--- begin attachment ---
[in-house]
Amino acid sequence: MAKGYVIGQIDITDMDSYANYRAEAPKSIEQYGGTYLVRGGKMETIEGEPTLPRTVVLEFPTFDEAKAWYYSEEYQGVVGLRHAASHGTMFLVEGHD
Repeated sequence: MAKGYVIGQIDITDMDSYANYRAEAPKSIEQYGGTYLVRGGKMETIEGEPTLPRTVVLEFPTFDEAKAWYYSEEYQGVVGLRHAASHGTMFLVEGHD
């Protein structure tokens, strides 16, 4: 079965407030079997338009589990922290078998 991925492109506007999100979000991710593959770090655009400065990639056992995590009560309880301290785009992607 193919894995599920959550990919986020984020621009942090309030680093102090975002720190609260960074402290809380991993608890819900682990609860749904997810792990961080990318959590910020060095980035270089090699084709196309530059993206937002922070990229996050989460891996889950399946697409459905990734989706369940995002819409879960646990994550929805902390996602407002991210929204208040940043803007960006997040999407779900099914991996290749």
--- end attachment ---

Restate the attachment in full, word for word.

[in-house]
Amino acid sequence: MAKGYVIGQIDITDMDSYANYRAEAPKSIEQYGGTYLVRGGKMETIEGEPTLPRTVVLEFPTFDEAKAWYYSEEYQGVVGLRHAASHGTMFLVEGHD
Repeated sequence: MAKGYVIGQIDITDMDSYANYRAEAPKSIEQYGGTYLVRGGKMETIEGEPTLPRTVVLEFPTFDEAKAWYYSEEYQGVVGLRHAASHGTMFLVEGHD
């Protein structure tokens, strides 16, 4: 079965407030079997338009589990922290078998 991925492109506007999100979000991710593959770090655009400065990639056992995590009560309880301290785009992607 193919894995599920959550990919986020984020621009942090309030680093102090975002720190609260960074402290809380991993608890819900682990609860749904997810792990961080990318959590910020060095980035270089090699084709196309530059993206937002922070990229996050989460891996889950399946697409459905990734989706369940995002819409879960646990994550929805902390996602407002991210929204208040940043803007960006997040999407779900099914991996290749």